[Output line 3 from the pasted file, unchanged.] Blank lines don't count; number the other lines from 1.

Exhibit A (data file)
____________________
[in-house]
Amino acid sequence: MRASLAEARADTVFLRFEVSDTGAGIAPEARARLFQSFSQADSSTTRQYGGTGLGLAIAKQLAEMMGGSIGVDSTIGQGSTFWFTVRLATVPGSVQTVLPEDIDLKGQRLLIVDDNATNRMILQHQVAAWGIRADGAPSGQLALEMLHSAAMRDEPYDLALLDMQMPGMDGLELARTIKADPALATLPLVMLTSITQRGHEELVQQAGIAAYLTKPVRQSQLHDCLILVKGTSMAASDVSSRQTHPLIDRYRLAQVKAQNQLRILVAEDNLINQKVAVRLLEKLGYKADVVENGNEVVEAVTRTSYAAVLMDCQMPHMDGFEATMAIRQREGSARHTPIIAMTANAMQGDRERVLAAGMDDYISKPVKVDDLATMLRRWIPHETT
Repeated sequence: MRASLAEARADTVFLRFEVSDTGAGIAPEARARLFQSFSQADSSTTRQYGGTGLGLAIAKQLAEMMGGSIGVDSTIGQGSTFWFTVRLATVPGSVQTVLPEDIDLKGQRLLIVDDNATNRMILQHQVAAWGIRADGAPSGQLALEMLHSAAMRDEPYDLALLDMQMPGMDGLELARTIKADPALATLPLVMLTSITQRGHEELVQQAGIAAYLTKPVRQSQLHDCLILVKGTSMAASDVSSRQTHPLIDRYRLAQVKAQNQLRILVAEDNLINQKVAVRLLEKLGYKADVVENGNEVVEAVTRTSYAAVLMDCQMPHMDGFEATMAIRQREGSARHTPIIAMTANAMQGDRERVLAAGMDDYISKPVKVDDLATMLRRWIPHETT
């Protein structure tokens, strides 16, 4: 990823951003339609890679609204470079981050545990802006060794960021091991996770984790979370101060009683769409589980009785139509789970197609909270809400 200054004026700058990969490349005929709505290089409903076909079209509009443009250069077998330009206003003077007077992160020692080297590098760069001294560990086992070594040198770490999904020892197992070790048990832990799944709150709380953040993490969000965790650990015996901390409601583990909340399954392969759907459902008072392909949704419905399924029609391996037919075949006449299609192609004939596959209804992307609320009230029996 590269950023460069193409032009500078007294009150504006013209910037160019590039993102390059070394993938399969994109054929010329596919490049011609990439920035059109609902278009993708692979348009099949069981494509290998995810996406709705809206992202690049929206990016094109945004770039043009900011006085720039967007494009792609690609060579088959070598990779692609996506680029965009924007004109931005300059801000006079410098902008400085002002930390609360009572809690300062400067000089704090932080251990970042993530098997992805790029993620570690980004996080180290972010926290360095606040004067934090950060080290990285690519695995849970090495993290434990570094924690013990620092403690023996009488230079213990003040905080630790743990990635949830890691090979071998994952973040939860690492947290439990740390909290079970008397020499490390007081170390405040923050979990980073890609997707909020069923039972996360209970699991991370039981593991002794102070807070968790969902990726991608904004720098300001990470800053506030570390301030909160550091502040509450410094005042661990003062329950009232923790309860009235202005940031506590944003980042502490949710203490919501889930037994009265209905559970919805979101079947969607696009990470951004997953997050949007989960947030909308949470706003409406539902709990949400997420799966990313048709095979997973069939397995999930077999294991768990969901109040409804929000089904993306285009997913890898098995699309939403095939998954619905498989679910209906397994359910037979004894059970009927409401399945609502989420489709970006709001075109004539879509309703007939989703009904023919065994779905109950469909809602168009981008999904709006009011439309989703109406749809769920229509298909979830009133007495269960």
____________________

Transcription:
Repeated sequence: MRASLAEARADTVFLRFEVSDTGAGIAPEARARLFQSFSQADSSTTRQYGGTGLGLAIAKQLAEMMGGSIGVDSTIGQGSTFWFTVRLATVPGSVQTVLPEDIDLKGQRLLIVDDNATNRMILQHQVAAWGIRADGAPSGQLALEMLHSAAMRDEPYDLALLDMQMPGMDGLELARTIKADPALATLPLVMLTSITQRGHEELVQQAGIAAYLTKPVRQSQLHDCLILVKGTSMAASDVSSRQTHPLIDRYRLAQVKAQNQLRILVAEDNLINQKVAVRLLEKLGYKADVVENGNEVVEAVTRTSYAAVLMDCQMPHMDGFEATMAIRQREGSARHTPIIAMTANAMQGDRERVLAAGMDDYISKPVKVDDLATMLRRWIPHETT